Yet that’s exactly what’s happening according to reporting by the nonprofit investigative news organization Searchlight New Mexico. It’s just as baffling we’d consider raiding the Land Grant Permanent Fund to pump more money into state pre-kindergarten and other early childhood service programs at the same time we’re returning Head Start funding to Washington. State lawmakers are considering such a proposal; it passed the House on Tuesday.
Searchlight has launched a series of stories, dubbed “Raising New Mexico,” aimed at highlighting the plight of many New Mexico children and looking at what can be done. The series began running in the Journal and in other newspapers in January. Among the findings:
• The federal Head Start program – which serves children from low-income families – frequently competes for 4-year-olds with state early childhood programs.
• As New Mexico taxpayers shoulder more of the cost of preschool programs, federal money for Head Start is being sent back to Washington. Around the state, hundreds of thousands of dollars have been lost over the past decade, with millions at risk, say Head Start directors.
• The rate of child poverty has risen in New Mexico over the past decade, yet Head Start now serves about 600 fewer children than it did 10 years ago, according to the National Institute for Early Education Research.
• And while state pre-K enrollments have grown dramatically during the same period, nearly half of 4-year-olds and more than three-quarters of 3-year-olds aren’t attending any state or federal preschool program, according to the institute.
Experts in child development have long known that the period between birth and age 5 is pivotal for children and can often determine a child’s chances of success later in life. Given that reality, it’s incumbent on us, as a state, to use every Head Start dollar available to help children. Sending those funds back to Washington borders on malpractice.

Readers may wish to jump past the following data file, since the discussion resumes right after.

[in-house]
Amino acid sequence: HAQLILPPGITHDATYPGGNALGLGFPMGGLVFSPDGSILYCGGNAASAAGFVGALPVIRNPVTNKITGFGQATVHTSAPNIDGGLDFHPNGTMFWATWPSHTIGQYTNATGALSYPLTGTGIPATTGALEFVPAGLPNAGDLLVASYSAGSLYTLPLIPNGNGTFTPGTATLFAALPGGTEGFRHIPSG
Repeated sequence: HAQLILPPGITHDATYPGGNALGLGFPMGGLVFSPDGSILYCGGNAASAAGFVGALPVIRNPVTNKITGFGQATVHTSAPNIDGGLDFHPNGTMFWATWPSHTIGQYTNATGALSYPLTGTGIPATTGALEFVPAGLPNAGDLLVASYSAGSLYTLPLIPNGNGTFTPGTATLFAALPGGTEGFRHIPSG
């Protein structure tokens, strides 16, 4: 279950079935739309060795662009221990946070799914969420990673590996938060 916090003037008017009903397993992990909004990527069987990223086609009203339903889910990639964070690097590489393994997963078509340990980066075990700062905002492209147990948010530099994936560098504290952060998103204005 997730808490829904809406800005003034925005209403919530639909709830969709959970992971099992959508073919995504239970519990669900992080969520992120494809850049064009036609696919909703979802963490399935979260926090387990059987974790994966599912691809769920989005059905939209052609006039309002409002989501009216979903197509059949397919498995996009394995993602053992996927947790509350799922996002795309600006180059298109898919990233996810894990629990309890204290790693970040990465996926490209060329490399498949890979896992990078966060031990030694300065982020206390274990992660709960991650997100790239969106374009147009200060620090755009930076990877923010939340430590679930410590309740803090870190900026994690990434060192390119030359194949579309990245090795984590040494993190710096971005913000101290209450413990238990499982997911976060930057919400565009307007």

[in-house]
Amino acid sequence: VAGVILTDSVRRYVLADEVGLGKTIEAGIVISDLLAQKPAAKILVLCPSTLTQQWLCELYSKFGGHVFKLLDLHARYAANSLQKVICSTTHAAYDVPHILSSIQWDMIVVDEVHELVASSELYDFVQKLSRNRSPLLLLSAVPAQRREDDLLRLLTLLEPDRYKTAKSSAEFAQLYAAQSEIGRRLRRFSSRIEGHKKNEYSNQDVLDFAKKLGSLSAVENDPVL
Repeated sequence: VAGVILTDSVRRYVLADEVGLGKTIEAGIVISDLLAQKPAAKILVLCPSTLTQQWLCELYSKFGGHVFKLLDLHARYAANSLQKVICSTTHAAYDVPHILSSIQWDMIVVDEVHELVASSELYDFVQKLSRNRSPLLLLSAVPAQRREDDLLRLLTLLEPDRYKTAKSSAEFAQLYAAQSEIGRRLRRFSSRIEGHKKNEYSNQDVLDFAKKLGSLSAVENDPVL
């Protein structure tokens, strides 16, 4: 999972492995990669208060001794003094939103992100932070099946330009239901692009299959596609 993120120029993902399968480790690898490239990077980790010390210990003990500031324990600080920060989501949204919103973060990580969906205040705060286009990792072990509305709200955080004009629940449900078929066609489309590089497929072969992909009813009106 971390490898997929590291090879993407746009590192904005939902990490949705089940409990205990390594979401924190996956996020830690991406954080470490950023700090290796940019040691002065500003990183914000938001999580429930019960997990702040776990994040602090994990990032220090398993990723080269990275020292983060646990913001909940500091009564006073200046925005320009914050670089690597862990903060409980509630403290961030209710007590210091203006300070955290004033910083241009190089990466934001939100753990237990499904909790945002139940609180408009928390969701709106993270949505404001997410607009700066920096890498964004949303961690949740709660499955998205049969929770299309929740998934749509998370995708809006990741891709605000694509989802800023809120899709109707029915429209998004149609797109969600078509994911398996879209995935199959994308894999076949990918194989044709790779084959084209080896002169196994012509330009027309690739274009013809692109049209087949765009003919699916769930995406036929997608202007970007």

Veteran educators are baffled over why our state can’t figure out how to combine state and federal funds to provide a wider pre-K network for our state’s children.
“What I can’t understand is why we as a state can’t seem to collaborate together to be able to serve the children,” Joseph Griego, who runs Head Start at the West Las Vegas School District, told Searchlight. “It shouldn’t be a competition.”
It’s worth noting that while New Mexico policy generally doesn’t allow federal Head Start funding to be commingled with state early childhood funding, other states and localities have been able to commingle their state and federal funds to create HIGH-QUALITY preschool programs. We stress high-quality because that’s what we need – data-driven programs proven to get results.
The state Public Education Department acknowledges there is more work to do in terms of sharing best practices, braiding funding and family engagement. But PED says there are barriers that need to be overcome, noting PED pre-K programs don’t include 3-year-olds, and most Head Start programs and classrooms serve both 3- and 4-year-olds. Also, Head Start is family income-based, while N.M. pre-K serves children who live in communities with Title 1 schools.
PED says it has initiated discussions and is exploring ways to collaborate between the two programs. We hope those discussions are fruitful because New Mexico cannot afford to plunder future state funding while returning federal dollars, particularly when those are geared toward helping our children succeed in the classroom.
This editorial first appeared in the Albuquerque Journal. It was written by members of the editorial board and is unsigned as it represents the opinion of the newspaper rather than the writers.